A piece in yesterday’s Times. The 200+ comments thread is very interesting.
I am planning a life of crime, but not of punishment. This week I will steal two magnums of Dom Pérignon, glug both, smash one bottle over the head of a passer-by, get in my car well over the limit and drive into a tree. If you see me on my rampage it may be best to steer clear because I’ll be packing a fork to stab those who interfere. Come my day in court I have an inkling it will be OK, though, because I am a woman, youngish, with a degree: things that seem to act as a forcefield against punishment in our criminal justice system.
Last week we learnt that a junior doctor who had twice been caught drink-driving was to be spared prison. Lauren Fowler, 25, crashed her car and was found slurring and swearing by the police. Less than two months later, while on bail, she was caught three times over the limit after half a bottle of vodka. Recklessly endangering life not once but twice. She called it a “wake-up call”, but must have pressed the snooze button the first time. Yet, after much was made in court of Fowler’s profession and the stress it entails, she received a suspended sentence.
A few weeks ago there was the case of Sophia Brogan-Higgins, a 22-year-old catwalk model who smashed a glass into the forehead of a female security guard in a nightclub, leaving a two-inch wound. One might have assumed that drawing blood means doing bird but no: suspended sentence.
Rebecca Batchelor was also shown mercy last month. The 21-year-old model had been profiting from her boyfriend’s scheme of defrauding pensioners. Learning that one was being conned out of £5,000 she texted “woooooo, shopping time”. On hearing that another victim would be paying out, she replied: “She better be, the bitch.” The judge described Batchelor as “naive”. Her sentence? Suspended.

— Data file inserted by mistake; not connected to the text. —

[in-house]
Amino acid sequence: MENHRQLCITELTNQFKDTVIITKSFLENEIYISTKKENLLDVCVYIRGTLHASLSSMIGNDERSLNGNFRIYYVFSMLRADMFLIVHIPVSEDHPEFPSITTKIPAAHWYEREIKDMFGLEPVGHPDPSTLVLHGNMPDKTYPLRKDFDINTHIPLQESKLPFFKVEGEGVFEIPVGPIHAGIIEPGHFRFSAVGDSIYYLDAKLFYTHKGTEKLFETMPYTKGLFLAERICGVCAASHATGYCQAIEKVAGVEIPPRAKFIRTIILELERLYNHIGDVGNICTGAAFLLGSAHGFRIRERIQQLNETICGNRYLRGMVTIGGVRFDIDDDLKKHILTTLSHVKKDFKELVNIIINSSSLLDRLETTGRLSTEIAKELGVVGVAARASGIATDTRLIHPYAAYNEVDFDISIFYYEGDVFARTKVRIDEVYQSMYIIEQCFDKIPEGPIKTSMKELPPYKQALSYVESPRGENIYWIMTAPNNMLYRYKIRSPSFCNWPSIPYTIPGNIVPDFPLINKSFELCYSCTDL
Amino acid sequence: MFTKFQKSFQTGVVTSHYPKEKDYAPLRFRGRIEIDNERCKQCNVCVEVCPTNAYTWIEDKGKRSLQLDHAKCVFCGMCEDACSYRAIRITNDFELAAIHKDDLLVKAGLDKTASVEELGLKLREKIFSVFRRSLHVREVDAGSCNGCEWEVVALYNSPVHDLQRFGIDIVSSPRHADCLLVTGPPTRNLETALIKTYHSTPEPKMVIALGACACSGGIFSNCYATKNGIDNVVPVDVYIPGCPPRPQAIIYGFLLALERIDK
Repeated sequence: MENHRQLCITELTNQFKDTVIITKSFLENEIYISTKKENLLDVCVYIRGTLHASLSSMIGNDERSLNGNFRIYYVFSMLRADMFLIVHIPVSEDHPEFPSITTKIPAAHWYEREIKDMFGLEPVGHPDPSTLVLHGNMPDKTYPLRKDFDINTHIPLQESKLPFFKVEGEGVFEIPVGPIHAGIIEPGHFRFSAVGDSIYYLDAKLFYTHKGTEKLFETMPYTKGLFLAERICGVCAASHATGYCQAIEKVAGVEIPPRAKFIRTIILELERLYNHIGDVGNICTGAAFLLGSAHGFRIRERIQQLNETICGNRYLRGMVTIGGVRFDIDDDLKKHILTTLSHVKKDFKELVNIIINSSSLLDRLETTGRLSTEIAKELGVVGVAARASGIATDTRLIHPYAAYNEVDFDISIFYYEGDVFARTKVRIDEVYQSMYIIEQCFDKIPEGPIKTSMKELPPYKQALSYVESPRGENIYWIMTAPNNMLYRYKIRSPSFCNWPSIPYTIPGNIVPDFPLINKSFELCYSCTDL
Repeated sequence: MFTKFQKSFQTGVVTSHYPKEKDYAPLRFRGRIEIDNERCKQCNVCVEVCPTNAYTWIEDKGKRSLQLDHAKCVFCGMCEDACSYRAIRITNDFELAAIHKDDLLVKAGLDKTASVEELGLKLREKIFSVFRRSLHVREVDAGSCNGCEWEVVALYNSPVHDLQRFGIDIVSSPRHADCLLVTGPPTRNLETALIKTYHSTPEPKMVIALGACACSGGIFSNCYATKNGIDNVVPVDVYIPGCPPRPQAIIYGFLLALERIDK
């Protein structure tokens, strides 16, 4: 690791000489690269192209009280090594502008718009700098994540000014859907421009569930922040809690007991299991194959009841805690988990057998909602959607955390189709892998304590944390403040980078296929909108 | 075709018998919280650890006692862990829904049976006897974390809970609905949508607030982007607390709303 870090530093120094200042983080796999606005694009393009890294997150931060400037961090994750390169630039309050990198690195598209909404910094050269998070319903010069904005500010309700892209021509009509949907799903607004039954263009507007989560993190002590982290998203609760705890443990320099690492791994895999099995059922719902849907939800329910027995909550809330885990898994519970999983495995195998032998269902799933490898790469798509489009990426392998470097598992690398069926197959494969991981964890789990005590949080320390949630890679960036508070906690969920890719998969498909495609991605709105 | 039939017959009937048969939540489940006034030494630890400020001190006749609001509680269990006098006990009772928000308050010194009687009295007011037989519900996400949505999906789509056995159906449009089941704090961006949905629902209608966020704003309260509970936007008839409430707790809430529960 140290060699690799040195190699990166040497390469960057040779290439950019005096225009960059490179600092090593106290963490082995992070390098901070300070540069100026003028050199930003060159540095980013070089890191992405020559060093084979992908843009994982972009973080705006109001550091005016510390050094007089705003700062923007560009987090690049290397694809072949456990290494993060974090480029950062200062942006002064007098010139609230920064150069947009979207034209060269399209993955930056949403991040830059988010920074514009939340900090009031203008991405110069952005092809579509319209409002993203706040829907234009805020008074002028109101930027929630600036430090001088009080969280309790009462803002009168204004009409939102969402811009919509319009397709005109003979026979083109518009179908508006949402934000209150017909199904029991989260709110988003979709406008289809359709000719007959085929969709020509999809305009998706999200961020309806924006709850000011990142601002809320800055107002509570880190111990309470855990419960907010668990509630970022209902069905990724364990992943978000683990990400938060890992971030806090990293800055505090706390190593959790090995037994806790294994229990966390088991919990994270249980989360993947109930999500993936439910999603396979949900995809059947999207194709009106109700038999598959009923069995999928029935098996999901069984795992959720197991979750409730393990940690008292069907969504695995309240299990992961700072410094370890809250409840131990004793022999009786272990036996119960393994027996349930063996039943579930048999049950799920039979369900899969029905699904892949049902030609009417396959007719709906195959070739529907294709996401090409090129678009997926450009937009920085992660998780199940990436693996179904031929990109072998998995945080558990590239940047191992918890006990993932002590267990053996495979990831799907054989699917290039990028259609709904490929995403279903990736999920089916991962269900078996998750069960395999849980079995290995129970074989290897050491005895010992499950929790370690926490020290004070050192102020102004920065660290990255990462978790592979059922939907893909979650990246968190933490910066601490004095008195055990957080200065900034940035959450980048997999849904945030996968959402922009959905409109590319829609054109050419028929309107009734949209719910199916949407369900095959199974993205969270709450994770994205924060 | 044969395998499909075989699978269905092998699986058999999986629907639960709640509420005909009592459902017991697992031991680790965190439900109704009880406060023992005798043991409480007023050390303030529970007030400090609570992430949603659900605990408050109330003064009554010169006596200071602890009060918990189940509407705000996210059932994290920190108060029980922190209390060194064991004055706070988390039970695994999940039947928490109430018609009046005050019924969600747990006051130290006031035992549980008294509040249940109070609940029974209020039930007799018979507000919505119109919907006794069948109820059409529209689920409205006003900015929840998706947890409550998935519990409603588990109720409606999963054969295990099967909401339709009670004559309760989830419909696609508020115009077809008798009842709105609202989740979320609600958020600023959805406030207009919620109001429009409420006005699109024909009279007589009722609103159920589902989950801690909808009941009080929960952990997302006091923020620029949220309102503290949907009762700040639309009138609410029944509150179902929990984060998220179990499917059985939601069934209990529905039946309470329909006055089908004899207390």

Most notoriously there was Lavinia Woodward, the 24-year-old Oxford University student who stabbed her ex-boyfriend in the leg with a bread knife, but was let off with a suspended sentence. Why? According to the judge she is “an extraordinarily able young lady” whose hopes of becoming a surgeon would be damaged by a spell inside. Again, no porridge for the pretty girl.
Is some perverse sense of gallantry driving these decisions? Is it difficult to believe that attractive young women can be responsible for ugly things? It could just be that the judges are following the spirit of the guidelines set down for them. The Equal Treatment Bench Book has a section on Gender Equality which might be more appropriately titled Gender Special Treatment. It quotes Baroness Hale of Richmond, now the president of the Supreme Court, who argued that “a male-ordered world has applied to [women] its perceptions of the appropriate treatment for male offenders” and said: “The criminal justice system could . . . ask itself whether it is indeed unjust to women.” It also suggests that those sentencing must be “made aware of the differential impact sentencing decisions have on women and men”. All of which implies that if a man and woman have committed the same crime, the woman should be treated with more “understanding” and leniency. Her sex is a mitigating factor in itself.